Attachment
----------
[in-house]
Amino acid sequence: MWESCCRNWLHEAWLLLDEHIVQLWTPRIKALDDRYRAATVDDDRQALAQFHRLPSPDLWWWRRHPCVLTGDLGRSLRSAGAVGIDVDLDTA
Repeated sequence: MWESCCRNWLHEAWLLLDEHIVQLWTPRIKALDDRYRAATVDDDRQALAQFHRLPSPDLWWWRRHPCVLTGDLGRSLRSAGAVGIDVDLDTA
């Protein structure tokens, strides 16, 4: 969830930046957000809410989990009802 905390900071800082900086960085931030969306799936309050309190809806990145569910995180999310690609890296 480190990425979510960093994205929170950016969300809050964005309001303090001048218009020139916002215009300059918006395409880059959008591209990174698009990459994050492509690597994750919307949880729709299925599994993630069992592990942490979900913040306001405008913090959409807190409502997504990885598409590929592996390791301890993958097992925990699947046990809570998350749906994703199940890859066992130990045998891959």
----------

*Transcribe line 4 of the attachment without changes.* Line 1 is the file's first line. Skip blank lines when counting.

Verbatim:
């Protein structure tokens, strides 16, 4: 969830930046957000809410989990009802 905390900071800082900086960085931030969306799936309050309190809806990145569910995180999310690609890296 480190990425979510960093994205929170950016969300809050964005309001303090001048218009020139916002215009300059918006395409880059959008591209990174698009990459994050492509690597994750919307949880729709299925599994993630069992592990942490979900913040306001405008913090959409807190409502997504990885598409590929592996390791301890993958097992925990699947046990809570998350749906994703199940890859066992130990045998891959």